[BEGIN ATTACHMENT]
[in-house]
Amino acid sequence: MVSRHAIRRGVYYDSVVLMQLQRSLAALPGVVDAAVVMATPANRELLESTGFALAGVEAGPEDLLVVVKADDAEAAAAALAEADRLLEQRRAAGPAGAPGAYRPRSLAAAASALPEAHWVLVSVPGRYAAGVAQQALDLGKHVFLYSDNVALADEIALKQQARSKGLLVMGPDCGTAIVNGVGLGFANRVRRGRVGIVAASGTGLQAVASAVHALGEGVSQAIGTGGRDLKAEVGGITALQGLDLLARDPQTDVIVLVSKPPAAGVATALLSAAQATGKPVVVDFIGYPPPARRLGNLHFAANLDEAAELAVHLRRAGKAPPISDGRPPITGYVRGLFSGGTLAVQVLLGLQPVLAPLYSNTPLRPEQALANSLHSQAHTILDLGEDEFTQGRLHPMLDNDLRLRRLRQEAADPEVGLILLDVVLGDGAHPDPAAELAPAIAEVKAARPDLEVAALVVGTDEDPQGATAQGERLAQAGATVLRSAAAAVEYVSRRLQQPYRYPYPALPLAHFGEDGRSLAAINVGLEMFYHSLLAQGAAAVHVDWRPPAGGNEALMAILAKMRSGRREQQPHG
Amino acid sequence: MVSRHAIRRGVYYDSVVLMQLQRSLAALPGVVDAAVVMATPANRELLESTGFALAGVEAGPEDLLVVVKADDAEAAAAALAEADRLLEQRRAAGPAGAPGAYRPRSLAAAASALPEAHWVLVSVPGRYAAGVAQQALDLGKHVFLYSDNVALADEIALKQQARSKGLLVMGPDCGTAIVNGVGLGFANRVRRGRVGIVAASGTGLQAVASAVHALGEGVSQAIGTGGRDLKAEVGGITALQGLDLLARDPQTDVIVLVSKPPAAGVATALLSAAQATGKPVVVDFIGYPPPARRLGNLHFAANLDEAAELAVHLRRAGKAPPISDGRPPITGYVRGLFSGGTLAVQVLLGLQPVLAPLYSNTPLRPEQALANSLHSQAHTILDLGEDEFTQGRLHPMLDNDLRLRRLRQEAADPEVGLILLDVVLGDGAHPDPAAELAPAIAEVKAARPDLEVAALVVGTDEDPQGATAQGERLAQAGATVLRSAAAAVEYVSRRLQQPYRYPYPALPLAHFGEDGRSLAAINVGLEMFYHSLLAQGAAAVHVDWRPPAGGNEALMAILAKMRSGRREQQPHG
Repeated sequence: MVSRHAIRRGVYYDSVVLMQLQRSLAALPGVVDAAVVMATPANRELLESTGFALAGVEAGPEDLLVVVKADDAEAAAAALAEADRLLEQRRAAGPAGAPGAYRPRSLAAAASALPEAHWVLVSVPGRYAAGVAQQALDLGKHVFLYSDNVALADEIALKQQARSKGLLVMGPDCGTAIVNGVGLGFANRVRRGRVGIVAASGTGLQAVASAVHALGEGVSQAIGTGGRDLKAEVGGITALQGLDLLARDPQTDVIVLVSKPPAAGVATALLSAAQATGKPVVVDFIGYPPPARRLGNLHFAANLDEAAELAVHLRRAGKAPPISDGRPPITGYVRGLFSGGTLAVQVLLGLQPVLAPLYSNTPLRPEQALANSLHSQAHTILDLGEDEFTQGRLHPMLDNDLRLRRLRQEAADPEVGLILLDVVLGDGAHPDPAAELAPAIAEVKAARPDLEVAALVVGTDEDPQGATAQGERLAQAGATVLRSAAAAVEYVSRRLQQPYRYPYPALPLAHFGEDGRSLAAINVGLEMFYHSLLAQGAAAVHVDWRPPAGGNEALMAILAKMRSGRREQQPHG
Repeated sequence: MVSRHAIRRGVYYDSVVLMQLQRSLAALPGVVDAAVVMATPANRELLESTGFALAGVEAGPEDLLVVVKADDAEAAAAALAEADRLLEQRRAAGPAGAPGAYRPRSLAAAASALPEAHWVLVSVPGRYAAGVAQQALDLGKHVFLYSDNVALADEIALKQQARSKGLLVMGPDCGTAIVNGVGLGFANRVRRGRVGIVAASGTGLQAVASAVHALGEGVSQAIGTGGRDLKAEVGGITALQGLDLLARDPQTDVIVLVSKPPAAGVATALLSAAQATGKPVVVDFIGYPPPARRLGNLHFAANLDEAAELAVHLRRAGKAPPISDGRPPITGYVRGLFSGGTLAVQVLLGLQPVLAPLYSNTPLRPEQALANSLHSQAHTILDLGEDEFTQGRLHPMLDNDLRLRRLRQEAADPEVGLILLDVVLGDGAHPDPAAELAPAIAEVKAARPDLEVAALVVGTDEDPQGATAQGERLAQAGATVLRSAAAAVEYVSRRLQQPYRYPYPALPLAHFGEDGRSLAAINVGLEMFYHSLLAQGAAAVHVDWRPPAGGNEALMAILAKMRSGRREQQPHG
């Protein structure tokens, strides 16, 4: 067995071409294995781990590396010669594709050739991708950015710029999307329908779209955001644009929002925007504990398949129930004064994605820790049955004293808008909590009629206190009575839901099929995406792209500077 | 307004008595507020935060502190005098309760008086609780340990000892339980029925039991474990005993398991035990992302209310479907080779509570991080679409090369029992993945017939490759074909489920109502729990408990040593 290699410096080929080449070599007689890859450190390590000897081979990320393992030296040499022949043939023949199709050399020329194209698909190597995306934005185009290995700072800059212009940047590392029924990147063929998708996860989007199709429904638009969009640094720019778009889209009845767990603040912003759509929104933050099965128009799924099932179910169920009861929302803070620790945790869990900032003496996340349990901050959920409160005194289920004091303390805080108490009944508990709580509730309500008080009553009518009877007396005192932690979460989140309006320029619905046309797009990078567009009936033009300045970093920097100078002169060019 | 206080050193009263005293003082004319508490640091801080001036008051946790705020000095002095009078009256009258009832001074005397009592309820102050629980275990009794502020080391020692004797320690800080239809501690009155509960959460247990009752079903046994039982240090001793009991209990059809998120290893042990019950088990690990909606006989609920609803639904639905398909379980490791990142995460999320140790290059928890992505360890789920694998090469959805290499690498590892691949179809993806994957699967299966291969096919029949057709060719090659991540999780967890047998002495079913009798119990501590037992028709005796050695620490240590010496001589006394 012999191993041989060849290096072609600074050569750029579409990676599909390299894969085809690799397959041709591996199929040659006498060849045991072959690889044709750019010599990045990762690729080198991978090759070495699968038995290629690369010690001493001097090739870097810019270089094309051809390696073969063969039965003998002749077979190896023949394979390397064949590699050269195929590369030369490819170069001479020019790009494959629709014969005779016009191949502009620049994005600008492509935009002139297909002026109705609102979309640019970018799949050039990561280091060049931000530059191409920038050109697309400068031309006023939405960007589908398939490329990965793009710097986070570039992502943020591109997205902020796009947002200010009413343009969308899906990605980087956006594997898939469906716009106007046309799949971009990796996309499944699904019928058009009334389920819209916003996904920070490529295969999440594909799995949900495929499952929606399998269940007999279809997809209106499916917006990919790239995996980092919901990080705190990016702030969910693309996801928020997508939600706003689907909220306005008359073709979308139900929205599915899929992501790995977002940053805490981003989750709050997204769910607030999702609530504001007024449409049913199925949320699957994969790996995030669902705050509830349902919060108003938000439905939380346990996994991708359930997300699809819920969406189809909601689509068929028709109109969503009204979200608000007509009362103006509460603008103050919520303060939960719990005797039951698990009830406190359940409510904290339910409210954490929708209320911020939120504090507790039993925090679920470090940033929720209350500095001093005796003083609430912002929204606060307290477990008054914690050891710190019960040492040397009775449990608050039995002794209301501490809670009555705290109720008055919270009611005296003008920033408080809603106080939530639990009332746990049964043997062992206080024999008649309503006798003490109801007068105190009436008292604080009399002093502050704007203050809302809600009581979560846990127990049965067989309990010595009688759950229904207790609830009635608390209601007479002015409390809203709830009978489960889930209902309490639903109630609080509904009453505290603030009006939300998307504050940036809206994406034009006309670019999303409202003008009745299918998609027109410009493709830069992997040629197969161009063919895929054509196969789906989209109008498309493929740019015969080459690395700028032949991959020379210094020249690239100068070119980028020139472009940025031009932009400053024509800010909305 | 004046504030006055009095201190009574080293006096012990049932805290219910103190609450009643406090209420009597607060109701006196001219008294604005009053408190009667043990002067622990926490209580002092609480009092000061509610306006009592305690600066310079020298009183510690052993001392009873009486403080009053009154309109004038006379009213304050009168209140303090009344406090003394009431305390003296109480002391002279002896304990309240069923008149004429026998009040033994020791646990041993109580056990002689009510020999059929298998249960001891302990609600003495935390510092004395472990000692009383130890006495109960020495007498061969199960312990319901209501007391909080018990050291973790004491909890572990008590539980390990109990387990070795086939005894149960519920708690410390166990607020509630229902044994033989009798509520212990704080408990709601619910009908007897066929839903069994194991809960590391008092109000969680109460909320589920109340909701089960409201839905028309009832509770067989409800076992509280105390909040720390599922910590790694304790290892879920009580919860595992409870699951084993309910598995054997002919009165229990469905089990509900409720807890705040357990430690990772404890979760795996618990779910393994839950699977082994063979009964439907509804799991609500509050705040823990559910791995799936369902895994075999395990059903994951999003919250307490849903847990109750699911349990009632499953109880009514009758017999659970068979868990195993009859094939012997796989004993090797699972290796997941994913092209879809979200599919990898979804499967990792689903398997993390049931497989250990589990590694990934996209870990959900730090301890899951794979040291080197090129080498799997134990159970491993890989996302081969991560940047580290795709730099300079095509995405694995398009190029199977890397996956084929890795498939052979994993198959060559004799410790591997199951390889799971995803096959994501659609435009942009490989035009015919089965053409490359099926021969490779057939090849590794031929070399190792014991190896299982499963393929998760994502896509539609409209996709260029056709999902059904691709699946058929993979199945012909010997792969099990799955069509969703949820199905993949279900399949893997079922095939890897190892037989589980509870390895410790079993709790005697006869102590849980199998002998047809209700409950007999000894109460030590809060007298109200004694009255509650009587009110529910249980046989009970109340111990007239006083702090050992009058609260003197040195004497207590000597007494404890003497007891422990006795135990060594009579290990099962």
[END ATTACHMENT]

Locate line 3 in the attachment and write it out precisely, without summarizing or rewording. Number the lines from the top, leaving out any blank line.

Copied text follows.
Amino acid sequence: MVSRHAIRRGVYYDSVVLMQLQRSLAALPGVVDAAVVMATPANRELLESTGFALAGVEAGPEDLLVVVKADDAEAAAAALAEADRLLEQRRAAGPAGAPGAYRPRSLAAAASALPEAHWVLVSVPGRYAAGVAQQALDLGKHVFLYSDNVALADEIALKQQARSKGLLVMGPDCGTAIVNGVGLGFANRVRRGRVGIVAASGTGLQAVASAVHALGEGVSQAIGTGGRDLKAEVGGITALQGLDLLARDPQTDVIVLVSKPPAAGVATALLSAAQATGKPVVVDFIGYPPPARRLGNLHFAANLDEAAELAVHLRRAGKAPPISDGRPPITGYVRGLFSGGTLAVQVLLGLQPVLAPLYSNTPLRPEQALANSLHSQAHTILDLGEDEFTQGRLHPMLDNDLRLRRLRQEAADPEVGLILLDVVLGDGAHPDPAAELAPAIAEVKAARPDLEVAALVVGTDEDPQGATAQGERLAQAGATVLRSAAAAVEYVSRRLQQPYRYPYPALPLAHFGEDGRSLAAINVGLEMFYHSLLAQGAAAVHVDWRPPAGGNEALMAILAKMRSGRREQQPHG